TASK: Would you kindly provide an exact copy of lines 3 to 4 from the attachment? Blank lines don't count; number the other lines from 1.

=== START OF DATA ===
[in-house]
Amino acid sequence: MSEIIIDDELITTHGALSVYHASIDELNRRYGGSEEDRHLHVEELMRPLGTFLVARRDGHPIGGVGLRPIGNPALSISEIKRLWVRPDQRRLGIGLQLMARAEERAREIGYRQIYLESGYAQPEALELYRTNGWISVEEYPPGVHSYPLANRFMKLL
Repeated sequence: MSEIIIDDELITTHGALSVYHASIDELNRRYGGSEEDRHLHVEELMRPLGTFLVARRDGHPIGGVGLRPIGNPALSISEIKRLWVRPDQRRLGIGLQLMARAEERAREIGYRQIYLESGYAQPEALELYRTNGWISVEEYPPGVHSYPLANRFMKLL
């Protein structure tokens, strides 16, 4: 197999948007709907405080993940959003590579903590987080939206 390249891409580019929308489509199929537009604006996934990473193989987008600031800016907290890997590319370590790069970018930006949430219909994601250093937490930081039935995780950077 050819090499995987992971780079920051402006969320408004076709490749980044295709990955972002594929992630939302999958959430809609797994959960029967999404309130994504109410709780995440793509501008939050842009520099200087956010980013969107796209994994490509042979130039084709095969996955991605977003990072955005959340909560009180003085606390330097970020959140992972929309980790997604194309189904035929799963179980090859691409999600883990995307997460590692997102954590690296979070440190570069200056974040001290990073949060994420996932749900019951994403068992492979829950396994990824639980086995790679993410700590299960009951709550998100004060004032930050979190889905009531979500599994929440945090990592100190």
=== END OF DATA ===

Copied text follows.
Repeated sequence: MSEIIIDDELITTHGALSVYHASIDELNRRYGGSEEDRHLHVEELMRPLGTFLVARRDGHPIGGVGLRPIGNPALSISEIKRLWVRPDQRRLGIGLQLMARAEERAREIGYRQIYLESGYAQPEALELYRTNGWISVEEYPPGVHSYPLANRFMKLL
């Protein structure tokens, strides 16, 4: 197999948007709907405080993940959003590579903590987080939206 390249891409580019929308489509199929537009604006996934990473193989987008600031800016907290890997590319370590790069970018930006949430219909994601250093937490930081039935995780950077 050819090499995987992971780079920051402006969320408004076709490749980044295709990955972002594929992630939302999958959430809609797994959960029967999404309130994504109410709780995440793509501008939050842009520099200087956010980013969107796209994994490509042979130039084709095969996955991605977003990072955005959340909560009180003085606390330097970020959140992972929309980790997604194309189904035929799963179980090859691409999600883990995307997460590692997102954590690296979070440190570069200056974040001290990073949060994420996932749900019951994403068992492979829950396994990824639980086995790679993410700590299960009951709550998100004060004032930050979190889905009531979500599994929440945090990592100190």